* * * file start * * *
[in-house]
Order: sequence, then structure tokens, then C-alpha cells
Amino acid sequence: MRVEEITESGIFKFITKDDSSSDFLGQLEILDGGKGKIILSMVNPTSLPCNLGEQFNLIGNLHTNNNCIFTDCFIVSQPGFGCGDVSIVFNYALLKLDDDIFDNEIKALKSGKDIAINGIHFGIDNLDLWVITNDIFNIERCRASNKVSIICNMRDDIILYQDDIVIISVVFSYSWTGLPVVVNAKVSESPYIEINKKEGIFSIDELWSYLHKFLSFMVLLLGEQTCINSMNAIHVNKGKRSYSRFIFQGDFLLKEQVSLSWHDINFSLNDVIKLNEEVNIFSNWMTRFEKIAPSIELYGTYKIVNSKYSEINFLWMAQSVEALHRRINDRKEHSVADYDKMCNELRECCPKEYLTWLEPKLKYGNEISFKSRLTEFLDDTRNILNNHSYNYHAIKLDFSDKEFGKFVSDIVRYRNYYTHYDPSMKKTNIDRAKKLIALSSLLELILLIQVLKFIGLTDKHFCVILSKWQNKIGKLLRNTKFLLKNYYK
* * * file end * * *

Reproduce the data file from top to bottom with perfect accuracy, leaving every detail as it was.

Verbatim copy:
[in-house]
Order: sequence, then structure tokens, then C-alpha cells
Amino acid sequence: MRVEEITESGIFKFITKDDSSSDFLGQLEILDGGKGKIILSMVNPTSLPCNLGEQFNLIGNLHTNNNCIFTDCFIVSQPGFGCGDVSIVFNYALLKLDDDIFDNEIKALKSGKDIAINGIHFGIDNLDLWVITNDIFNIERCRASNKVSIICNMRDDIILYQDDIVIISVVFSYSWTGLPVVVNAKVSESPYIEINKKEGIFSIDELWSYLHKFLSFMVLLLGEQTCINSMNAIHVNKGKRSYSRFIFQGDFLLKEQVSLSWHDINFSLNDVIKLNEEVNIFSNWMTRFEKIAPSIELYGTYKIVNSKYSEINFLWMAQSVEALHRRINDRKEHSVADYDKMCNELRECCPKEYLTWLEPKLKYGNEISFKSRLTEFLDDTRNILNNHSYNYHAIKLDFSDKEFGKFVSDIVRYRNYYTHYDPSMKKTNIDRAKKLIALSSLLELILLIQVLKFIGLTDKHFCVILSKWQNKIGKLLRNTKFLLKNYYK